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Review: Tony Hawk's American Wasteland - Xbox 360

by Steven Williamson on 8 February 2006, 11:54

Tags: Activision (NASDAQ:ATVI), Sports

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PS2 graphics

Aside from the obvious skateboarding objectives you’ll have the chance of stepping back into the 80’s and taking a BMX for a spin. The controls immediately change for the worse. The BMX is awkward to control, and adds nothing to the game. The bike moves by pressing the 'A' button, upon loosing the button you'll jump up in the air, combine this with some other button pressing and you'll be able to perform a variety of tricks. If the controls were more consistent with the skateboarding controls then this could have actually been fun.The BMX quests are a side show to the main event and if you don't want to ride one, you don't have to.

Navigating the different parts of L.A is fast and smooth, thanks to the alleyways that adjoin each area. The in-game compass is a handy navigation tool that points you to your next objectives. Rather than moving from mission to mission you’ll be able to choose from different objectives. Head for the dollar sign and take a cash challenge, aim for the BMX sign and take a bike challenge. This does give you a certain amount of freedom within the city, and let’s you decide exactly what you want to do next.

Tony Hawk's American Wasteland lacks the wit of its snowboarding cousin, Amped 3, and the story soon becomes irrelevant; you’ll soon be keen to hit the streets rather then listen to the cardboard cut-out characters rambling on in their stereotypical L.A accents.

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If you fancy a good old fashioned bit of Tony Hawk’s pure skateboarding fun, head straight for Classic mode. Classic mode is the way players learned to play the Tony Hawk’s Pro skater games. A two minute timer and a list of ten objectives including high score, Skate letters and combo letters will see you skating through levels from previous classic games. It’s a nostalgic trip for those familiar with the Tony Hawk’s series and a chance for noobs to see what they’ve been missing.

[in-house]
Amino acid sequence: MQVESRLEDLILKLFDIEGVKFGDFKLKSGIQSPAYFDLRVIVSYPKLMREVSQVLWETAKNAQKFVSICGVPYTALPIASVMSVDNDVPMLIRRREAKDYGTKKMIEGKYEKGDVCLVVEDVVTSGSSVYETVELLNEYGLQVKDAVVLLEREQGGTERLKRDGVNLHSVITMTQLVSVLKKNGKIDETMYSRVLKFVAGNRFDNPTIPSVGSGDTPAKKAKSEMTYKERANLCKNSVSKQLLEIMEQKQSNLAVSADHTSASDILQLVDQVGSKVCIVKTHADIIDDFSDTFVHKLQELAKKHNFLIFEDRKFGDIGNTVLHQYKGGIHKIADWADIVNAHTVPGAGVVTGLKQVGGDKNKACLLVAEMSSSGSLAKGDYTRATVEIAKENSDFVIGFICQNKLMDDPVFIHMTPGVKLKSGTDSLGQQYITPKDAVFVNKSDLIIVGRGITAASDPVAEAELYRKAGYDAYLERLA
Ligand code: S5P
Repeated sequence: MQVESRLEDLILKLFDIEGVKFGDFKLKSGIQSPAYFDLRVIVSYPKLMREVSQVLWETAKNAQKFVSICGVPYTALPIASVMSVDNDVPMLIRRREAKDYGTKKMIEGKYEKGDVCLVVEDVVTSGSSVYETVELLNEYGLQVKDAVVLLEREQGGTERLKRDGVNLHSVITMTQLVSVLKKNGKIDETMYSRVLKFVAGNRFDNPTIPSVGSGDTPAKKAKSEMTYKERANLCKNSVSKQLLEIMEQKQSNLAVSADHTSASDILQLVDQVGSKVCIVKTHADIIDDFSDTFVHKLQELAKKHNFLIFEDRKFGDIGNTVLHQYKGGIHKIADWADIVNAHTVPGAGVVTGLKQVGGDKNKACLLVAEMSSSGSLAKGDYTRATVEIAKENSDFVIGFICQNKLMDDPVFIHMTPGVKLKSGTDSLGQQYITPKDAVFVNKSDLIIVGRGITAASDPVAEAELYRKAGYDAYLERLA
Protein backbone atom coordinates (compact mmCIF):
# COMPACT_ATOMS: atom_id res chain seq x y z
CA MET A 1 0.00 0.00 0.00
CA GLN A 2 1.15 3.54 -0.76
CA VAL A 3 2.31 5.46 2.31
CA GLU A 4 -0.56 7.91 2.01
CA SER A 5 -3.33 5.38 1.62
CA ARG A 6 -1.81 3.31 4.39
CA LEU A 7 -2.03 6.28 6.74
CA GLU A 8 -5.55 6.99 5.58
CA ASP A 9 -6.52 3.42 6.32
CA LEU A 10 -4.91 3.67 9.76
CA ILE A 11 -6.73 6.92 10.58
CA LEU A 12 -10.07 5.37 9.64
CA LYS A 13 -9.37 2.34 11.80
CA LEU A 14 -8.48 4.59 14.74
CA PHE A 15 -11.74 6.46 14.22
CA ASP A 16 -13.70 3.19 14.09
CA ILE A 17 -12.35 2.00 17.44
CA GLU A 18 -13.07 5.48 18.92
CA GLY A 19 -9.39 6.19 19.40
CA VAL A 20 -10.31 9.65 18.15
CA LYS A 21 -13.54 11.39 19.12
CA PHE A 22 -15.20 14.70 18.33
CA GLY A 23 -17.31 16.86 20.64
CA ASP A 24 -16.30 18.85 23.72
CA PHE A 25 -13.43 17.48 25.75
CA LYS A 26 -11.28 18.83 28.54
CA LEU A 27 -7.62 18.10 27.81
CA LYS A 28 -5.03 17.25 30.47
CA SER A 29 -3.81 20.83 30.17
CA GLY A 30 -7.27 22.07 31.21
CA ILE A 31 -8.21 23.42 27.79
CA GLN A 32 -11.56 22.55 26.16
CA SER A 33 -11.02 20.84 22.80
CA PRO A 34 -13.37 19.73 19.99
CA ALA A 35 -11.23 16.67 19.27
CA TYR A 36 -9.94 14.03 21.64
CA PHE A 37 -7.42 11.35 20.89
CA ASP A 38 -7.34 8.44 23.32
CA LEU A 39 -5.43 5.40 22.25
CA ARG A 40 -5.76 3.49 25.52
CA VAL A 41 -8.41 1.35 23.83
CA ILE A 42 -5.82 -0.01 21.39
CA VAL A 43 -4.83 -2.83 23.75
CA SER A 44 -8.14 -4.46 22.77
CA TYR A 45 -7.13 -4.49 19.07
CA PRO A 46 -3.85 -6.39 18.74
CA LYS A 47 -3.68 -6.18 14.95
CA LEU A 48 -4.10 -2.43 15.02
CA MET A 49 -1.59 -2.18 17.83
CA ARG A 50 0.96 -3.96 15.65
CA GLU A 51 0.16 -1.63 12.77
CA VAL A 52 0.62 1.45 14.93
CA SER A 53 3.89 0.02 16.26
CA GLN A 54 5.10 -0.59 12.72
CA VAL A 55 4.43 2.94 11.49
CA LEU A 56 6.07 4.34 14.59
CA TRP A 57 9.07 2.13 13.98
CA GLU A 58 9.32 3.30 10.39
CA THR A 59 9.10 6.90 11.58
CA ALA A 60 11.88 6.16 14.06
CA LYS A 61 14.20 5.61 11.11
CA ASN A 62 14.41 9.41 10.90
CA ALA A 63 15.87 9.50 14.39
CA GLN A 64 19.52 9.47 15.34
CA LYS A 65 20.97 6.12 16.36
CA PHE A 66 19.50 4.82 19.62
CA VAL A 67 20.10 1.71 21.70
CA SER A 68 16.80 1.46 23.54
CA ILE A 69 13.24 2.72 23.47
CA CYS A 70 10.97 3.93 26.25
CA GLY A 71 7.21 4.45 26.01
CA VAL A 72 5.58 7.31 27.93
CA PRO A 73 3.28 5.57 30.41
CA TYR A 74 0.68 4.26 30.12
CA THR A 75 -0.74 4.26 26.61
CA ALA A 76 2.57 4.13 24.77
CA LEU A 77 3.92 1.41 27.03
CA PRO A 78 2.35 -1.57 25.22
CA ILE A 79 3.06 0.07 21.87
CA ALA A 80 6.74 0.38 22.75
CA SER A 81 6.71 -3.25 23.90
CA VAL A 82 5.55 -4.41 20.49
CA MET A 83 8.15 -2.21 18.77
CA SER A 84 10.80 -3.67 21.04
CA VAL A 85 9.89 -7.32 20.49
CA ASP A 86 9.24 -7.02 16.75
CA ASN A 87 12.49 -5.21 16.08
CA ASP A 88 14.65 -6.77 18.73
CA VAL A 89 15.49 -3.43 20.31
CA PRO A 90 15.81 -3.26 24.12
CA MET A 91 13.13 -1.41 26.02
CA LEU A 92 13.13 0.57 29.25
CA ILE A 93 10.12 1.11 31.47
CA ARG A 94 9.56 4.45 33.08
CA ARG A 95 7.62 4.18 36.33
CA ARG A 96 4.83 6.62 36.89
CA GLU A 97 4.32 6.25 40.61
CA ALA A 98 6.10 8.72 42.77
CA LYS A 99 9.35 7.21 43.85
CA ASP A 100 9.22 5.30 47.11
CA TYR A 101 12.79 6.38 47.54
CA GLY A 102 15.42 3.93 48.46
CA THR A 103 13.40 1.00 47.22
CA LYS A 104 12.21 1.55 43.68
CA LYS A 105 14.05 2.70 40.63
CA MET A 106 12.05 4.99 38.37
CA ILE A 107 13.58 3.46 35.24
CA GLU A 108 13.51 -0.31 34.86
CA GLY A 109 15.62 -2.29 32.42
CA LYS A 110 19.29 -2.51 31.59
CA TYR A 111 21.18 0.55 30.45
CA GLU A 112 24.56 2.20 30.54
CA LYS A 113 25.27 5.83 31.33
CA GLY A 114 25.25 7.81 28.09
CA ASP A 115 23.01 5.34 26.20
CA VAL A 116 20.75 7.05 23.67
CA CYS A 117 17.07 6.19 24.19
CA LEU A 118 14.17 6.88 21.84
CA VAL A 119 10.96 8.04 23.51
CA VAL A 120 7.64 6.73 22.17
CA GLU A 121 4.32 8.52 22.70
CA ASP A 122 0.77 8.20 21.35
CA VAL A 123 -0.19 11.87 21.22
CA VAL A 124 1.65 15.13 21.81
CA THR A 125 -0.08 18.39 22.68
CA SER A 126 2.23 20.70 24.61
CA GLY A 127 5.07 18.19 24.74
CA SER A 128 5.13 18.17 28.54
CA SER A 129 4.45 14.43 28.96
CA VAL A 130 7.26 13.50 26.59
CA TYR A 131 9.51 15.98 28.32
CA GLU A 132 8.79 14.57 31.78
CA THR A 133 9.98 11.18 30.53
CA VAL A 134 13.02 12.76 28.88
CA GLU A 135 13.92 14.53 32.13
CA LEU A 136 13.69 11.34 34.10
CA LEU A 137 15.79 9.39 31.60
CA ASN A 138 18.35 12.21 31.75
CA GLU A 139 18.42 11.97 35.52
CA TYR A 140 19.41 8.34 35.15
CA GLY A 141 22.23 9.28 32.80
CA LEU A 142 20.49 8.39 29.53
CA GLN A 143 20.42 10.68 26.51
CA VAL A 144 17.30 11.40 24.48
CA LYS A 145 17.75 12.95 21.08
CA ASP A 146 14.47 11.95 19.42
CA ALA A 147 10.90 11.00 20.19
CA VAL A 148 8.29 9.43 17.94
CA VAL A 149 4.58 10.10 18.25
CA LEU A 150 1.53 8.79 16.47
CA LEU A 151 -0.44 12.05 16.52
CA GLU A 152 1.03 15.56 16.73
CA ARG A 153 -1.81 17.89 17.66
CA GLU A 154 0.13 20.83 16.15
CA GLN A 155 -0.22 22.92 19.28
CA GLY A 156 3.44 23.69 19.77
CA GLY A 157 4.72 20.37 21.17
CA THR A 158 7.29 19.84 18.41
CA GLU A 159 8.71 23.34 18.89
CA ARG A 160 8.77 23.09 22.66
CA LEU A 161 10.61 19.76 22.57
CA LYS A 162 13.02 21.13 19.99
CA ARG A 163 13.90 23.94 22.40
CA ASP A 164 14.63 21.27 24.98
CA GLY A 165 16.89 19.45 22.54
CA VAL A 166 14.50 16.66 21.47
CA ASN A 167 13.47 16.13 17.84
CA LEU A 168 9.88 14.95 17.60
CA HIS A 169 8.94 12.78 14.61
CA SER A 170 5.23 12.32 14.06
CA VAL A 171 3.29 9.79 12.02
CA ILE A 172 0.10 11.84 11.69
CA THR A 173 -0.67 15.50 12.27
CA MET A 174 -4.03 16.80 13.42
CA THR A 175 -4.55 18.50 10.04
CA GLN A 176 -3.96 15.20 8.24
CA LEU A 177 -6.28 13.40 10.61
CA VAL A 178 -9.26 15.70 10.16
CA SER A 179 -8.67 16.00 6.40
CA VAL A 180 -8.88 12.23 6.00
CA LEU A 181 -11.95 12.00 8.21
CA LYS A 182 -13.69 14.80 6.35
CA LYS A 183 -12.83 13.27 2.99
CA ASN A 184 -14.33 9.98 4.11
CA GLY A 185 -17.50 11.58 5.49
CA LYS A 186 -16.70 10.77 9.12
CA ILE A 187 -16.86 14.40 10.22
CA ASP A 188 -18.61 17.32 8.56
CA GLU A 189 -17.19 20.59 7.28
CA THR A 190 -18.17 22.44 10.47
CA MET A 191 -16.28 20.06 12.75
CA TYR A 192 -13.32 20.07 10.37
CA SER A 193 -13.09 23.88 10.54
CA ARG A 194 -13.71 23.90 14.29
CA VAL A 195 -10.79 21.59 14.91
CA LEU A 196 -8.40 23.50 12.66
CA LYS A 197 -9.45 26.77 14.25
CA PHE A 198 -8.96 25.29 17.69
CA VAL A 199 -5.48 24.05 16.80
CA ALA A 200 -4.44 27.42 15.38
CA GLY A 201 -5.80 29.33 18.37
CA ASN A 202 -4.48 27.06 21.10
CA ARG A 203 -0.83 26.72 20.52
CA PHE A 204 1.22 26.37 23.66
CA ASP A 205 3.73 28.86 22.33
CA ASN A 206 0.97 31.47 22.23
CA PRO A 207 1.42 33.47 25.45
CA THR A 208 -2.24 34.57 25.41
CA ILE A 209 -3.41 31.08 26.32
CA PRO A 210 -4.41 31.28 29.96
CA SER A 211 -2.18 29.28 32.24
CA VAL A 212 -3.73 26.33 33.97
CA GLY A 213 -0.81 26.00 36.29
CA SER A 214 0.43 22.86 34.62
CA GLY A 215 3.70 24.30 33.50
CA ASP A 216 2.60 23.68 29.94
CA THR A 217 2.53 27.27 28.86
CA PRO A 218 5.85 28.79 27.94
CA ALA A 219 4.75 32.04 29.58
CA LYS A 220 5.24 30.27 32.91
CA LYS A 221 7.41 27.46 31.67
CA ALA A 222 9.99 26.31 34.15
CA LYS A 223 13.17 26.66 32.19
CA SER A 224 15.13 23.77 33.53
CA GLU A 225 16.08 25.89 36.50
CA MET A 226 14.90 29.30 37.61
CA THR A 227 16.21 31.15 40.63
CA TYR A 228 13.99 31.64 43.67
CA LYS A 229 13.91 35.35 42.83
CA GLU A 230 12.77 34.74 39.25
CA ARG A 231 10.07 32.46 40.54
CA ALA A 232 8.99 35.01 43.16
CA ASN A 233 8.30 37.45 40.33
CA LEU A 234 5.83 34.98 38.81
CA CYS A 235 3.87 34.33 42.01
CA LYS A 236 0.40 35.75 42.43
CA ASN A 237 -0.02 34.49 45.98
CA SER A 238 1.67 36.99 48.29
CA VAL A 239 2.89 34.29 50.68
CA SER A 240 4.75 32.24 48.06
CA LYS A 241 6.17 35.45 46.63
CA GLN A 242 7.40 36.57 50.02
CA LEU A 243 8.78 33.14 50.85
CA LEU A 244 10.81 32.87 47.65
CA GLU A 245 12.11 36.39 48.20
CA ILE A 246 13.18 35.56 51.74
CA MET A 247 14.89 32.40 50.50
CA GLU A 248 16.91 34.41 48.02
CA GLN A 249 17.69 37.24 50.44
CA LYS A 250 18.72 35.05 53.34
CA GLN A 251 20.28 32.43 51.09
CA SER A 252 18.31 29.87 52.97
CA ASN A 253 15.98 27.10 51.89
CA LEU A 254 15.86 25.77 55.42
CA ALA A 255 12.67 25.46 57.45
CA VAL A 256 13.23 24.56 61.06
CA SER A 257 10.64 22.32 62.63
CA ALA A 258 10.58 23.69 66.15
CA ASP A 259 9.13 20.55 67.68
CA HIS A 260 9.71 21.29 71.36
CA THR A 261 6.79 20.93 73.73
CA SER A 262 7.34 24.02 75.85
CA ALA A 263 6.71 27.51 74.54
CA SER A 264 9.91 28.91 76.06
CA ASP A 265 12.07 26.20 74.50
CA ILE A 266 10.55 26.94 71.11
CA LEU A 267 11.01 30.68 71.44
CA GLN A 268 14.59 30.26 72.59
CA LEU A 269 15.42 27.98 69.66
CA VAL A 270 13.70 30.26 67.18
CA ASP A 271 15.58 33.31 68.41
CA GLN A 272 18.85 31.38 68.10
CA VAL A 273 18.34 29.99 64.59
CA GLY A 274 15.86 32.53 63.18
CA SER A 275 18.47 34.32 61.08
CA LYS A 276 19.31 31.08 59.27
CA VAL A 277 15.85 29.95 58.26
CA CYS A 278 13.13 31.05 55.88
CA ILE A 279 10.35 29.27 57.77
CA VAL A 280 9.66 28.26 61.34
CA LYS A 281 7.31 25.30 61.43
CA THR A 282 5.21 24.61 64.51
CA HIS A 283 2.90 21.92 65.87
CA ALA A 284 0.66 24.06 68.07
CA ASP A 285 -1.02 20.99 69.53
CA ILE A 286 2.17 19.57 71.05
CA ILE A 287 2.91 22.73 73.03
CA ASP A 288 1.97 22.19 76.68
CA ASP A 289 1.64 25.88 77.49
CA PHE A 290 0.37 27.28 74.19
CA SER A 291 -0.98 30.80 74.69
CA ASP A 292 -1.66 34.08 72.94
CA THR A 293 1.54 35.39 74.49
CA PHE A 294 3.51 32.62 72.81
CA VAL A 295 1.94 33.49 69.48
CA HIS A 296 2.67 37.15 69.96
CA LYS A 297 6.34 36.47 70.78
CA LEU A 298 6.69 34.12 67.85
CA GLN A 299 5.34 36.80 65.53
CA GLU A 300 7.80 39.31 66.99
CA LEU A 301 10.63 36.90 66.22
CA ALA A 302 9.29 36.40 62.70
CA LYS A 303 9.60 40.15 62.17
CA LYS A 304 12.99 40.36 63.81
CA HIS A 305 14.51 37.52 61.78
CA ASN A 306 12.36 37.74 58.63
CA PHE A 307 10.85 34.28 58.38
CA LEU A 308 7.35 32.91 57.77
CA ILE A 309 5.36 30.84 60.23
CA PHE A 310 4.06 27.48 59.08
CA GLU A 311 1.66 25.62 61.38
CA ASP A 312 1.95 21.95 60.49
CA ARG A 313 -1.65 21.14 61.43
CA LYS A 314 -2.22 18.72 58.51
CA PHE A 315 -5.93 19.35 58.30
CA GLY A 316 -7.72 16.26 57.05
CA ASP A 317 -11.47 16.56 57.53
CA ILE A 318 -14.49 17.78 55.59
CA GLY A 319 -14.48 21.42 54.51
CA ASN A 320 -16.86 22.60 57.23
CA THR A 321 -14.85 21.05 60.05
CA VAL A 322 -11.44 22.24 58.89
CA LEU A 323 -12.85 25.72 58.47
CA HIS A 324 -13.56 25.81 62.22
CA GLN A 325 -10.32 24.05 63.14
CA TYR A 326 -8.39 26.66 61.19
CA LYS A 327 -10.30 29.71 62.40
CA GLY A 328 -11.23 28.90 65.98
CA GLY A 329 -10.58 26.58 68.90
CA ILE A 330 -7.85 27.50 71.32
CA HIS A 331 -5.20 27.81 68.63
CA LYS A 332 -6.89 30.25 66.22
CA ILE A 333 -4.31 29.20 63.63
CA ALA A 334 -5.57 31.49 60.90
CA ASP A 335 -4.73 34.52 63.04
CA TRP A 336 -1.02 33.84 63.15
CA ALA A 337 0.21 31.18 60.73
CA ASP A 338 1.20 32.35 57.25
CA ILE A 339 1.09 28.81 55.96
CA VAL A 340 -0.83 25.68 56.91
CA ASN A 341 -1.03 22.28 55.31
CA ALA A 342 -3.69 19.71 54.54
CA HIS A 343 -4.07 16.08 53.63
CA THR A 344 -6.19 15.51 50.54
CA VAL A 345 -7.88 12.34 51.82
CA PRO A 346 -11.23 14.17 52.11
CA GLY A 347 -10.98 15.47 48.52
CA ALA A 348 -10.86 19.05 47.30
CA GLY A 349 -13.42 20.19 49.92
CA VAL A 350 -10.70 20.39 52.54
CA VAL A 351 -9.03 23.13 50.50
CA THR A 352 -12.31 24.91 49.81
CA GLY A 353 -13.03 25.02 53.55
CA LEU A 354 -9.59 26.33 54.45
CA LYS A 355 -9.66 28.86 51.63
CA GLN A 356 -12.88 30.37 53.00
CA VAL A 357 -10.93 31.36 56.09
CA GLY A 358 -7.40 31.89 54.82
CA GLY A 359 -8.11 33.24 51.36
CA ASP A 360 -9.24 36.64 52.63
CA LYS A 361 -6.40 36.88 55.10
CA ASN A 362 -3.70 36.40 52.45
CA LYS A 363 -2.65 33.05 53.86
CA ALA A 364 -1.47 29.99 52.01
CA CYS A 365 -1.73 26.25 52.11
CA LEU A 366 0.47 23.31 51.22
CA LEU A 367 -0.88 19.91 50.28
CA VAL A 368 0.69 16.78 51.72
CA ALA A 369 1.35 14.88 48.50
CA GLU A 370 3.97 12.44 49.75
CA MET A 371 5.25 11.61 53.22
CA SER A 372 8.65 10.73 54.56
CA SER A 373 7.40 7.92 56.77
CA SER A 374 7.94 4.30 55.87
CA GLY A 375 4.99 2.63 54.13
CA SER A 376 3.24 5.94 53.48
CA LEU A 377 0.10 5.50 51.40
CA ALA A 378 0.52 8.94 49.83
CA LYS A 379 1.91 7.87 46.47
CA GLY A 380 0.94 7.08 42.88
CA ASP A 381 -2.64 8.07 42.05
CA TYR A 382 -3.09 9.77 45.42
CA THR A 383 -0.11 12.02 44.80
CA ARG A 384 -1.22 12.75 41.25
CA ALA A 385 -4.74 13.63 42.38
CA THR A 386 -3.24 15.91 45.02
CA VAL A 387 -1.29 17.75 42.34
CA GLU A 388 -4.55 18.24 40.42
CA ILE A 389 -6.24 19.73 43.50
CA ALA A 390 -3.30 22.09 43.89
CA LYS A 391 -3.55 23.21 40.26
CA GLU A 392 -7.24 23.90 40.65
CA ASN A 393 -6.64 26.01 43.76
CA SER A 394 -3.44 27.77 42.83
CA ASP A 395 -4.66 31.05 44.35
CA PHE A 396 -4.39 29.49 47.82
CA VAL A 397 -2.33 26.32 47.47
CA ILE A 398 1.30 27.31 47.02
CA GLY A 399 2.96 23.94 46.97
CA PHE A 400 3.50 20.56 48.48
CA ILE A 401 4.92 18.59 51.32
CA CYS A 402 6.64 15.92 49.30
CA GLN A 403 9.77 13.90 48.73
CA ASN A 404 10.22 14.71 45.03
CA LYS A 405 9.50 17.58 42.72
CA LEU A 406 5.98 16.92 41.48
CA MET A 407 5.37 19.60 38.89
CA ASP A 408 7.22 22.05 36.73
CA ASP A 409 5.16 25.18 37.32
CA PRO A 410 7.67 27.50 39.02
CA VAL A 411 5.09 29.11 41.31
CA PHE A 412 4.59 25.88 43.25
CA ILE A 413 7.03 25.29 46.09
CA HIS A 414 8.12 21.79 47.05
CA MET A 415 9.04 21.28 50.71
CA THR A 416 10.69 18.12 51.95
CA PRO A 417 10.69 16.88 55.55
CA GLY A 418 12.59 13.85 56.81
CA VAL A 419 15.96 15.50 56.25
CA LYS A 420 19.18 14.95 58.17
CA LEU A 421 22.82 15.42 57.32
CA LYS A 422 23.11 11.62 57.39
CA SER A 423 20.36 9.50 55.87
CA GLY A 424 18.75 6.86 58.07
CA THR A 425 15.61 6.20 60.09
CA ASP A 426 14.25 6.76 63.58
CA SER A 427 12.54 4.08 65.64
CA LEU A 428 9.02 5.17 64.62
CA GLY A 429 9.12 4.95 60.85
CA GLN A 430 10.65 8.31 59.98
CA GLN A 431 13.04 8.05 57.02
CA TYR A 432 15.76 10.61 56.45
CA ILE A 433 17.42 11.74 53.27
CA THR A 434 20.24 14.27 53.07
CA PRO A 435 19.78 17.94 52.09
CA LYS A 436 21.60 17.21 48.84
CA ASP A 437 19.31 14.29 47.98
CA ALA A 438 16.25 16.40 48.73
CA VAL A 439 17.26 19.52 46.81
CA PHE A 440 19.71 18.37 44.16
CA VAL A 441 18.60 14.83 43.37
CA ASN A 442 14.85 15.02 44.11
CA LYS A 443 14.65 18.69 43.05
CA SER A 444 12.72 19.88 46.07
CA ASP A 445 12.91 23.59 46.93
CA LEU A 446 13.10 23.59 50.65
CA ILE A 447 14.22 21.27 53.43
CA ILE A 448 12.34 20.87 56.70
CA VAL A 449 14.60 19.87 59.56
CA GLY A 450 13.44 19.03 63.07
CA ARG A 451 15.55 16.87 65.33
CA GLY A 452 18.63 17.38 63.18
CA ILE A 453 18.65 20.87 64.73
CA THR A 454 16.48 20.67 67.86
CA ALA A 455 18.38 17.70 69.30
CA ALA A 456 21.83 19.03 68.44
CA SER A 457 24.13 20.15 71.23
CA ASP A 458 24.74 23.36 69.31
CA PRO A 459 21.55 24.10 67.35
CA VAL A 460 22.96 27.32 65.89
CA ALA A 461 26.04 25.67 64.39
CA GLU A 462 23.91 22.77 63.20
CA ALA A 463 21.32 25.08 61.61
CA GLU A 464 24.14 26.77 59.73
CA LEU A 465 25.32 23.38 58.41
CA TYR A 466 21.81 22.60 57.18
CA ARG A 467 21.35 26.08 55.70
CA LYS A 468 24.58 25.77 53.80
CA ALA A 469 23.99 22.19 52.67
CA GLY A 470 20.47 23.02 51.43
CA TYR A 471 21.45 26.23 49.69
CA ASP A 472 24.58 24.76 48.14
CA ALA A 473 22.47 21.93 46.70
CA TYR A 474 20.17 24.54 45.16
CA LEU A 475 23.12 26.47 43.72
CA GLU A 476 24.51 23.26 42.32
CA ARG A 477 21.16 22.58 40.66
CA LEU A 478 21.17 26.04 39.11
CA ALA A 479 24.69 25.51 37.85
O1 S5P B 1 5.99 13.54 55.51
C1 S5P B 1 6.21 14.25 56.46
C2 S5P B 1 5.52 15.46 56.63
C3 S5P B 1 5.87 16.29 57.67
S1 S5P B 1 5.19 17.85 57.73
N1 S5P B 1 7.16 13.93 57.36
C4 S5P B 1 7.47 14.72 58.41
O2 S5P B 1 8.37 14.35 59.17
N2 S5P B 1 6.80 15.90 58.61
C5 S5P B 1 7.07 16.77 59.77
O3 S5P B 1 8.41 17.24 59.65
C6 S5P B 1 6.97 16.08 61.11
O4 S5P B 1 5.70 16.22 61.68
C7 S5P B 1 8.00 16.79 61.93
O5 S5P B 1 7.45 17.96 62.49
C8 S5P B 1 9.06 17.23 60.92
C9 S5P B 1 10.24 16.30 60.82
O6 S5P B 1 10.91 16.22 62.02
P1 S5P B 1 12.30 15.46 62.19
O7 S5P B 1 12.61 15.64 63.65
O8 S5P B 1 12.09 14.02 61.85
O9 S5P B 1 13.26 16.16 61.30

Graphically Tony Hawk's American Wasteland stands alongside some of the average PS2 games. On Xbox 360 you’d expect a shift in the graphical excellence of any game, whether a port or not – this game does not push any graphical boundaries and provides an adequate visual experience. Play the excellent Jet Set Radio Future then play this game on the 360 and you’ll see a significant dip in the quality and polish of the environments. However, you’ll be concentrating so hard on ‘tricking’ and reaching your next objective that the graphics don’t take anything away from the gameplay, it’s just disappointing that more attention wasn’t paid to the 360 version – after all we expect HD quality graphics. There are a few tweaks from the Xbox version, such as hair colours and clothing colours, but nothing that makes you sit up and take notice.

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Whilst character animations are cartoony and relatively un-life-like, buildings, neon signs and interiors are generally well constructed but lack the polish and sheen of some Xbox and PS2 games.

Whilst the likes of Amped 3 showcases new artists, Tony Hawk's American Wasteland concentrates on the familiar sounds of some great musical talents. There are over 60 tracks to grind, flip and spin your way to skateboarding infamy, these tracks transcend across different musical genres, including punk, hip hop and current rock.